- Attachment 4.11(e)(2):
- provides an evaluation of the extent to which the goals identified in Attachment 4.11(c)(1) and, if applicable, Attachment 4.11(c)(3) were achieved;
- identifies the strategies that contributed to the achievement of the goals and priorities;
- describes the factors that impeded their achievement, to the extent they were not achieved;
- assesses the performance of the state on the standards and indicators established pursuant to Section 106 of the Rehabilitation Act; and
- provides a report consistent with paragraph 4.12(c) of the plan on how the funds reserved for innovation and expansion activities were utilized in the preceding year.
4.12 Innovation and expansion. (Section 101(a)(18) of the Rehabilitation Act; 34 CFR 361.35)
(a) The designated state agency reserves and uses a portion of the funds allotted to the state under Section 110 of the Rehabilitation Act for the:
- development and implementation of innovative approaches to expand and improve the provision of vocational rehabilitation services to individuals with disabilities under this State Plan, particularly individuals with the most significant disabilities, consistent with the findings of the statewide assessment identified in Attachment 4.11(a) and goals and priorities of the state identified in Attachments 4.11(c)(1) and, if applicable, Attachment 4.11(c)(3); and
- support of the funding for the State Rehabilitation Council, if the state has such a council, consistent with the resource plan prepared under Section 105(d)(1) of the Rehabilitation Act and 34 CFR 361.17(i), and the funding of the Statewide Independent Living Council, consistent with the resource plan prepared under Section 705(e)(1) of the Rehabilitation Act and 34 CFR 364.21(i).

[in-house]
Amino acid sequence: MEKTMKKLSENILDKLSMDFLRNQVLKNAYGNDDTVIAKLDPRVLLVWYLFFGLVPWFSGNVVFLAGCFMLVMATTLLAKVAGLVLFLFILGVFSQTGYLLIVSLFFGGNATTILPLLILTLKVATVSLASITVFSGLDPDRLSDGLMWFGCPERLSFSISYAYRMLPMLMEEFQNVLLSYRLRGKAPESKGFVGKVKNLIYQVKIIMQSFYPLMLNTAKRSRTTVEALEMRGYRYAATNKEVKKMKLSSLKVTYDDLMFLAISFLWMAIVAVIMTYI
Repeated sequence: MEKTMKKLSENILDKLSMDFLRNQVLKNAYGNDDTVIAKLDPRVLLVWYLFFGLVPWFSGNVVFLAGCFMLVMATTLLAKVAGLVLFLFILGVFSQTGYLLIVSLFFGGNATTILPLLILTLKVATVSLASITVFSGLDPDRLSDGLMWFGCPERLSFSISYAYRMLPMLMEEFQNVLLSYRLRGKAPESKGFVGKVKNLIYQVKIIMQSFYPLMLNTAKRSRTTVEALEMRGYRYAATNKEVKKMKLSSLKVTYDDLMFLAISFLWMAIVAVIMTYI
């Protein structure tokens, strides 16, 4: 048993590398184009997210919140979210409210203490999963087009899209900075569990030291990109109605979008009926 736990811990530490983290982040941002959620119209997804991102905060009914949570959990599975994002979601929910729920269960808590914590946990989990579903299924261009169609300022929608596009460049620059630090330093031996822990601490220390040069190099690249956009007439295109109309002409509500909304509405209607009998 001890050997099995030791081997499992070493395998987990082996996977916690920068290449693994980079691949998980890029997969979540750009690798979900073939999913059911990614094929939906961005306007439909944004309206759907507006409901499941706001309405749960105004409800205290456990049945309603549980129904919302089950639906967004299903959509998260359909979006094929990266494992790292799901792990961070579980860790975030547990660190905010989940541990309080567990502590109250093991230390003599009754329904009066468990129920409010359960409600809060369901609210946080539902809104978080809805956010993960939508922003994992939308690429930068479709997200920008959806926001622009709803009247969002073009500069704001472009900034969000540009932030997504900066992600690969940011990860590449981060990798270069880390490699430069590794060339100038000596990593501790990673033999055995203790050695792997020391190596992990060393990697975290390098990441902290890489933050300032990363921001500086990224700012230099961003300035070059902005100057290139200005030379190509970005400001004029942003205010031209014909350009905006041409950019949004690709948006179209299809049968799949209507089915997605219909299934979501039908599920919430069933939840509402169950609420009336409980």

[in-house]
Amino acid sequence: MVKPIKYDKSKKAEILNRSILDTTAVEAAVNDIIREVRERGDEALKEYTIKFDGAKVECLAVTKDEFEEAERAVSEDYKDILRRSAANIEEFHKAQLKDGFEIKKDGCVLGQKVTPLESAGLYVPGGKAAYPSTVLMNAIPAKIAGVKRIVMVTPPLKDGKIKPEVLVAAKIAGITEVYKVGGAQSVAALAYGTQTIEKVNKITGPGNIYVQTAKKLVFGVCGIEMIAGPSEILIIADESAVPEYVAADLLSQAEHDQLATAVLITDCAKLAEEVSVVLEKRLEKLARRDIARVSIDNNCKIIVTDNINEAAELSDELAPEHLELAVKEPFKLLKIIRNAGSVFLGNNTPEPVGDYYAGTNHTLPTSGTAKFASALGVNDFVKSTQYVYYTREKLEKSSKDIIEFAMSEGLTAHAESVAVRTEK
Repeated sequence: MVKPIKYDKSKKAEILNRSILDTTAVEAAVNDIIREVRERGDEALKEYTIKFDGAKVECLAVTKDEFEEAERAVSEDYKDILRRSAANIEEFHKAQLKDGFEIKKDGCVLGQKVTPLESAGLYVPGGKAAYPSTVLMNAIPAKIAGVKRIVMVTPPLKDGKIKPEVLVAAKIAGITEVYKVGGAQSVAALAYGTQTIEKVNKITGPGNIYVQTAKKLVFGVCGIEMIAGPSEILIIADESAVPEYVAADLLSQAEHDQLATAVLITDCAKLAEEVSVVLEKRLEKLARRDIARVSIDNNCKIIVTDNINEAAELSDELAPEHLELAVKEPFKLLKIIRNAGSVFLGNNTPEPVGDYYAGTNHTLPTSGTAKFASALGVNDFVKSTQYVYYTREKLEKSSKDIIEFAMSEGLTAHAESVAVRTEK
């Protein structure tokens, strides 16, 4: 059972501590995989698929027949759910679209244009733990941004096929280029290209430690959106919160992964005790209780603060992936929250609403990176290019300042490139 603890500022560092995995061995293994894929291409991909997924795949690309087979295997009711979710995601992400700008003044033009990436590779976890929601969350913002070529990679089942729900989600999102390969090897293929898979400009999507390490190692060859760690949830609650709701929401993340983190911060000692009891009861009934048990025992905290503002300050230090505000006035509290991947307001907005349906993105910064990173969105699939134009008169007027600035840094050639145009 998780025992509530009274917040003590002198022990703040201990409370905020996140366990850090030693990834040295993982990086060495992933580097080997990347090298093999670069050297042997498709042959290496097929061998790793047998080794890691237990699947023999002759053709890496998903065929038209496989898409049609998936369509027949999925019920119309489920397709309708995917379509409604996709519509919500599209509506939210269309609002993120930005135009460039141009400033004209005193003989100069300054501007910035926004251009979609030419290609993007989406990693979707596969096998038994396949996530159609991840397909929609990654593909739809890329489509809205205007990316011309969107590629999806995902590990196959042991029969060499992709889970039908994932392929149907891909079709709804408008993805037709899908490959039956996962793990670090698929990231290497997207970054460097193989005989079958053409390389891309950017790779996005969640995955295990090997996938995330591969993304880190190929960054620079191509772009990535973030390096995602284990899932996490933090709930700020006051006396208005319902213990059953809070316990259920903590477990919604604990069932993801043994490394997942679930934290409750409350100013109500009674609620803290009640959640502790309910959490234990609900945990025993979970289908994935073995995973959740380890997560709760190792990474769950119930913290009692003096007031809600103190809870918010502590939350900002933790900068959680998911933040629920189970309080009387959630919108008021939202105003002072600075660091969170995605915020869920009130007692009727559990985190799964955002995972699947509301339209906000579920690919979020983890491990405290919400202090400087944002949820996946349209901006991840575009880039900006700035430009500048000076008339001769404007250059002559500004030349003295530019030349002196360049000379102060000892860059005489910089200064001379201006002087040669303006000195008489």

(b) Attachment 4.11 (d) describes how the reserved funds identified in subparagraph 4.12(a)(1) and (2) will be utilized.
(c) Attachment 4.11(e)(2) describes how the reserved funds were utilized in the preceding year.
4.13 Reports. (Section 101(a)(10) of the Rehabilitation Act; 34 CFR 361.40)
(a) The designated state unit submits reports in the form and level of detail and at the time required by the commissioner regarding applicants for and eligible individuals receiving services under the State Plan.
(b) Information submitted in the reports provides a complete count, unless sampling techniques are used, of the applicants and eligible individuals in a manner that permits the greatest possible cross-classification of data and protects the confidentiality of the identity of each individual.
5.1 Information and referral services. (Sections 101(a)(5)(D) and (20) of the Rehabilitation Act; 34 CFR 361.37)
5.2 Residency. (Section 101(a)(12) of the Rehabilitation Act; 34 CFR 361.42(c)(1))
5.3 Ability to serve all eligible individuals; order of selection for services. (Sections 12(d) and 101(a)(5) of the Rehabilitation Act; 34 CFR 361.36)
(a) The designated state unit is able to provide the full range of services listed in Section 103(a) of the Rehabilitation Act and 34 CFR 361.48, as appropriate, to all eligible individuals with disabilities in the state who apply for services. No
(b) If No:
- Individuals with the most significant disabilities, in accordance with criteria established by the state, are selected first for vocational rehabilitation services before other individuals with disabilities.
- Attachment 4.11(c)(3):
- shows the order to be followed in selecting eligible individuals to be provided vocational rehabilitation services;
- provides a justification for the order of selection; and
- identifies the state's service and outcome goals and the time within which these goals may be achieved for individuals in each priority category within the order.
- Eligible individuals who do not meet the order of selection criteria have access to the services provided through the designated state unit's information and referral system established under Section 101(a)(20) of the Rehabilitation Act, 34 CFR 361.37, and subsection 5.1 of this State Plan.
5.4 Availability of comparable services and benefits. (Sections 101(a)(8) and 103(a) of the Rehabilitation Act; 34 CFR 361.53)